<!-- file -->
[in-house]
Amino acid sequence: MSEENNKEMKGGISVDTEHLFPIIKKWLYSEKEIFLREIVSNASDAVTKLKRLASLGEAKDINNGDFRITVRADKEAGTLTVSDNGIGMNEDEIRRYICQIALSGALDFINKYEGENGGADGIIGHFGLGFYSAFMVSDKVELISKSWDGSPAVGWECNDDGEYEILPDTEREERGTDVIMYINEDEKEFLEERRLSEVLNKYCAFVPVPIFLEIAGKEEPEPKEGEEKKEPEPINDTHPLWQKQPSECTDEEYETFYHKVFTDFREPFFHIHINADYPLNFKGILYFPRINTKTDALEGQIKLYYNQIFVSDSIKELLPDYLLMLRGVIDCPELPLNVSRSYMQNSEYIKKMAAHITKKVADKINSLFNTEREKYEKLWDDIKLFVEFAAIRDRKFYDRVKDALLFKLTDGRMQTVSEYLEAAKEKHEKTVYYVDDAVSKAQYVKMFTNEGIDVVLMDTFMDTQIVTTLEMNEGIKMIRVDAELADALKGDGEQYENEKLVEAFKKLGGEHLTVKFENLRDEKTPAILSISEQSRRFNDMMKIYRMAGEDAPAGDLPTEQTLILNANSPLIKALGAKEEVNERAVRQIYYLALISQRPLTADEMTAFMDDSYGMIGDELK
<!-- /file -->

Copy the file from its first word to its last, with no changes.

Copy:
[in-house]
Amino acid sequence: MSEENNKEMKGGISVDTEHLFPIIKKWLYSEKEIFLREIVSNASDAVTKLKRLASLGEAKDINNGDFRITVRADKEAGTLTVSDNGIGMNEDEIRRYICQIALSGALDFINKYEGENGGADGIIGHFGLGFYSAFMVSDKVELISKSWDGSPAVGWECNDDGEYEILPDTEREERGTDVIMYINEDEKEFLEERRLSEVLNKYCAFVPVPIFLEIAGKEEPEPKEGEEKKEPEPINDTHPLWQKQPSECTDEEYETFYHKVFTDFREPFFHIHINADYPLNFKGILYFPRINTKTDALEGQIKLYYNQIFVSDSIKELLPDYLLMLRGVIDCPELPLNVSRSYMQNSEYIKKMAAHITKKVADKINSLFNTEREKYEKLWDDIKLFVEFAAIRDRKFYDRVKDALLFKLTDGRMQTVSEYLEAAKEKHEKTVYYVDDAVSKAQYVKMFTNEGIDVVLMDTFMDTQIVTTLEMNEGIKMIRVDAELADALKGDGEQYENEKLVEAFKKLGGEHLTVKFENLRDEKTPAILSISEQSRRFNDMMKIYRMAGEDAPAGDLPTEQTLILNANSPLIKALGAKEEVNERAVRQIYYLALISQRPLTADEMTAFMDDSYGMIGDELK